Reading and commenting – I set myself a target of between one and two hours every evening for two weeks and then a couple of hours once or twice a week thereafter. First of all you have to find the blogs, which is where all those blog directories finally prove their worth, but then it’s just a matter of subscribing. Reading and commenting is the fun bit though, where the web turns into a dialogue.

Online Listings

Blog directories and beauty contest sites – several evenings and a couple of weekends: dull but easy to multitask (I cooked food, watched tv, gossiped on MSN, listened to podcasts, stroked the cat and drank tea while I did it).

Is it worth it?  

What’s “worth it”?   At the quantitative end of the scale, I can tell you how many visitors I get but with a blog like this it’s not just numbers.  If I wanted numbers I’d put up pics of public people’s private parts, or cute pictures of cats with illiterate captions, such is the wisdom of crowds.  

I’m pleased that the blog is sparking conversations, and I enjoy the conversations it’s sparked.

I guess the acid test would be unsolicited job offers.  But now I’ve mentioned it, they wouldn’t be unsolicited.  

Damn.  

Should have thought of that.

The Good, the Lean and the Ugly

My car was written off a few weeks ago.  The insurance claim made an ironic conterpoint to a Lean course I went on the same week.  

“Lean” isn’t an acronym, though it sounds like one.  It’s a description of how Toyota make their cars.  They don’t waste a thing: not time, not effort, and certainly not materials.  No fat: it’s all lean.  Lean is about a lot of things, but ultimately it’s about cutting out waste and making sure that each step in a process explicitly adds value for the customer.  

There’s a lot that I really like about Lean, for instance it assumes that the people who operate a process know more about it than anyone else.  Who’d have thunk?  

I don’t want to turn this into a whinge-fest about my insurance claim.  You’ve been there, you know what a nightmare it is if your car is totalled by three unknown lads in a stolen transit.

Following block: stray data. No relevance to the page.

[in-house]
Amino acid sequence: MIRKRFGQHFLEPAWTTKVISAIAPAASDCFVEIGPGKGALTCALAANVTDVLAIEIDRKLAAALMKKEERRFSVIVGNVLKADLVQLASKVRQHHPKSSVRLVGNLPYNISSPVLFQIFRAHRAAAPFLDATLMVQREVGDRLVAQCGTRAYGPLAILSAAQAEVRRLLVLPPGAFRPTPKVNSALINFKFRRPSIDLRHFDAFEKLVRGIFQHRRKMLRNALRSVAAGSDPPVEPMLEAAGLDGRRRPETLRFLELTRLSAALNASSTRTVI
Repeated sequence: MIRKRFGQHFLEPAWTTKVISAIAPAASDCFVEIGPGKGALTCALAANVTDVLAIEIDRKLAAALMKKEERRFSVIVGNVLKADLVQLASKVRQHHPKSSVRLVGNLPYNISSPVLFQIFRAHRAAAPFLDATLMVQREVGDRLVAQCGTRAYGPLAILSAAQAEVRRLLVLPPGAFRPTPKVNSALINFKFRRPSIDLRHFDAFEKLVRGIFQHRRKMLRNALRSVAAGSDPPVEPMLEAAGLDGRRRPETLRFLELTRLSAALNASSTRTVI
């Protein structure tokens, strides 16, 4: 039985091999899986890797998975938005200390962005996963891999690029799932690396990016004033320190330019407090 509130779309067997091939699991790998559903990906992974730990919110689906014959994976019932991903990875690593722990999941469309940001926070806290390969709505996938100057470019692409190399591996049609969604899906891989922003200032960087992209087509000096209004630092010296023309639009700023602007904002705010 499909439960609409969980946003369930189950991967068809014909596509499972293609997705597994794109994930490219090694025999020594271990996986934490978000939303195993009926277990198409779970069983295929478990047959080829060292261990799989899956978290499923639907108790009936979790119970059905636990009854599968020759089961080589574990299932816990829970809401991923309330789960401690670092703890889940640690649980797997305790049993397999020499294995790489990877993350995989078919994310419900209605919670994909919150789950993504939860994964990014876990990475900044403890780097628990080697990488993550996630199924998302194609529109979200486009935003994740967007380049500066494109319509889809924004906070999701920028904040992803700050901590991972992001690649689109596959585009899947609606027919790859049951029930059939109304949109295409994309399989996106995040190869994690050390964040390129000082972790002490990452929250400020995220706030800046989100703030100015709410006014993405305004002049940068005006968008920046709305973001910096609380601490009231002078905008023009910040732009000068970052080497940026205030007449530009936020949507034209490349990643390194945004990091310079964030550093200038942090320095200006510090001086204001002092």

However it seems entirely ludicrous that I ended up with the notes from 15 phone calls made to four different companies on my pad, and those were only the calls when there was something worth noting down. And why four companies? Why was I  the one co-ordinating the insurance claim itself, the legal claim for uninsured losses, the loss-adjustor’s valuation, the purported hire car while the claim was settled and the other purported hire car while the claim was settled?  Actually, that’s five companies, isn’t it?

Breathe in, two, three

Breathe out, two, three

Think of Calm Blue Light

It made an interesting case-study on the Lean Course, and I wonder if there is money to be made creating a “Lean and Mean” accreditation for organisations.  If an insurer could prove they had a Lean Claims Department, it would make me choose to use them.  

Just one phone call to sort out a claim?  Who wouldn’t go for that?

More on Lean: 

Corporate Culture – more than just yoghurt

The Character of a Corporation

I’m sifting through books I’ve bought for my MSc, sorting the ones I’ll keep from the ones I’ll resell on Amazon.  One of the keepers was part of my Change Management module, and is a book by Goffee and Jones and called The Character of a Corporation.

It’s about the glue that holds teams together – is it friendship, or is it vision?  Goffee and Jones consider it’s a combination of both.  For some teams, departments and even companies what holds them together is sociability: friendship, chit-chat, and helping out because you know and like the person who asked and they’ve helped you out in the past.  Other teams, departments, companies are glued together by a shared focus on goals and objectives, on hitting deadlines and targets, on getting the job done.  Goffee and Jones call this solidarity.

I’ve worked on every kind of team they mention, on “Networked” teams, “Mercenary” ones, a couple of “Communal” ones and the odd “Fragmented” team that isn’t really a team at all, so the book was full of “ahah” moments from start to finish.   It explained how some of my previous bosses thought, not to mention the odd colleague.  The very odd colleague, in some cases.

It’s got a good academic pedigree, but it’s an easy read.  What more could a girlie-swot want from a book?  Definitely a keeper.